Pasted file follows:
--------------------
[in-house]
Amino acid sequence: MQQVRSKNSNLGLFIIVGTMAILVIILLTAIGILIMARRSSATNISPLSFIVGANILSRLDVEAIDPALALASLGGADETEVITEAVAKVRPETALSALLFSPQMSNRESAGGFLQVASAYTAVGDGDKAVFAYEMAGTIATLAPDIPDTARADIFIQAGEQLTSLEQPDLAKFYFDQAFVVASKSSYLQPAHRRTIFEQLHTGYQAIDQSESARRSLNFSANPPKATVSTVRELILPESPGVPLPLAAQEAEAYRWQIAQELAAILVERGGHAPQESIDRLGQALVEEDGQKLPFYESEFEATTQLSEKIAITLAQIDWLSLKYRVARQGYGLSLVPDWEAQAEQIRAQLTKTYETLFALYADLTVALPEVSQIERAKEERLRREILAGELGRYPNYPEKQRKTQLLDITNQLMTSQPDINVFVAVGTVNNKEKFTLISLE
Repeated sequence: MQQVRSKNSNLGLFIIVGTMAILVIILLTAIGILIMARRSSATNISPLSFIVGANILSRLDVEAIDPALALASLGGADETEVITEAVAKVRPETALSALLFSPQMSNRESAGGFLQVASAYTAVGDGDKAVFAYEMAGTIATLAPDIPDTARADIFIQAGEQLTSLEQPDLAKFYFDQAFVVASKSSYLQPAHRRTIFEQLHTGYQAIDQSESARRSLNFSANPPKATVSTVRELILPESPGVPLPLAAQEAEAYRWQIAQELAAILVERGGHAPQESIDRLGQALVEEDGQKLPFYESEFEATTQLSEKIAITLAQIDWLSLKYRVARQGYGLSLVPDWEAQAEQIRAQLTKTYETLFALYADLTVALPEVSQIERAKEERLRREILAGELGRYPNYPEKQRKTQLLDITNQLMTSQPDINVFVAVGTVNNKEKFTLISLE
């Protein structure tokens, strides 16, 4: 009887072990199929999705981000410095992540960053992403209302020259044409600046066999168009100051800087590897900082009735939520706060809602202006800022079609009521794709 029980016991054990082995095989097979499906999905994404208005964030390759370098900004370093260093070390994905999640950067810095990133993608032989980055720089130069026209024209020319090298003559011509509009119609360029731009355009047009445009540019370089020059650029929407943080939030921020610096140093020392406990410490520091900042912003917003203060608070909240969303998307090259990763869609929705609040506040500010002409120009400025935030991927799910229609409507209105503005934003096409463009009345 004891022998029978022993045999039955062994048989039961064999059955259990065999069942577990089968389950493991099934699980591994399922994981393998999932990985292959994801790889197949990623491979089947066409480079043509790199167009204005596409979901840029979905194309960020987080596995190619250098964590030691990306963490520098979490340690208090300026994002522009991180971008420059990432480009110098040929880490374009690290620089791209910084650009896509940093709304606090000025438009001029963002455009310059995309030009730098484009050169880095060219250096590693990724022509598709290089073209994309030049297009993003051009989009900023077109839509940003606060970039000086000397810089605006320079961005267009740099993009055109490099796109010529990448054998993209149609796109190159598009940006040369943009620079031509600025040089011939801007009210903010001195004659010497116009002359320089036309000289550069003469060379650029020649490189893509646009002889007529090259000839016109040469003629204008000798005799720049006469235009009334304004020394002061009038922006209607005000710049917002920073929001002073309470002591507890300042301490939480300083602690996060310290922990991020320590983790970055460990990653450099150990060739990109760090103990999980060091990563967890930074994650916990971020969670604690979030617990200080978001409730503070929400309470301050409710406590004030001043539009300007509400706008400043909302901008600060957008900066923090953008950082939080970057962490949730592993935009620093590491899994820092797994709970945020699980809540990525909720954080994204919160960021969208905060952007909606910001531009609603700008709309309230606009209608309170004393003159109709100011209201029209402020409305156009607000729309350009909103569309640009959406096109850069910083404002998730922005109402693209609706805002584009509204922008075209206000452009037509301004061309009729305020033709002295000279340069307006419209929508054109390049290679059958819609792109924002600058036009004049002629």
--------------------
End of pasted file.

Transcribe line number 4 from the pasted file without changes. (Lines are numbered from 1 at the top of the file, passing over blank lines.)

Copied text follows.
């Protein structure tokens, strides 16, 4: 009887072990199929999705981000410095992540960053992403209302020259044409600046066999168009100051800087590897900082009735939520706060809602202006800022079609009521794709 029980016991054990082995095989097979499906999905994404208005964030390759370098900004370093260093070390994905999640950067810095990133993608032989980055720089130069026209024209020319090298003559011509509009119609360029731009355009047009445009540019370089020059650029929407943080939030921020610096140093020392406990410490520091900042912003917003203060608070909240969303998307090259990763869609929705609040506040500010002409120009400025935030991927799910229609409507209105503005934003096409463009009345 004891022998029978022993045999039955062994048989039961064999059955259990065999069942577990089968389950493991099934699980591994399922994981393998999932990985292959994801790889197949990623491979089947066409480079043509790199167009204005596409979901840029979905194309960020987080596995190619250098964590030691990306963490520098979490340690208090300026994002522009991180971008420059990432480009110098040929880490374009690290620089791209910084650009896509940093709304606090000025438009001029963002455009310059995309030009730098484009050169880095060219250096590693990724022509598709290089073209994309030049297009993003051009989009900023077109839509940003606060970039000086000397810089605006320079961005267009740099993009055109490099796109010529990448054998993209149609796109190159598009940006040369943009620079031509600025040089011939801007009210903010001195004659010497116009002359320089036309000289550069003469060379650029020649490189893509646009002889007529090259000839016109040469003629204008000798005799720049006469235009009334304004020394002061009038922006209607005000710049917002920073929001002073309470002591507890300042301490939480300083602690996060310290922990991020320590983790970055460990990653450099150990060739990109760090103990999980060091990563967890930074994650916990971020969670604690979030617990200080978001409730503070929400309470301050409710406590004030001043539009300007509400706008400043909302901008600060957008900066923090953008950082939080970057962490949730592993935009620093590491899994820092797994709970945020699980809540990525909720954080994204919160960021969208905060952007909606910001531009609603700008709309309230606009209608309170004393003159109709100011209201029209402020409305156009607000729309350009909103569309640009959406096109850069910083404002998730922005109402693209609706805002584009509204922008075209206000452009037509301004061309009729305020033709002295000279340069307006419209929508054109390049290679059958819609792109924002600058036009004049002629």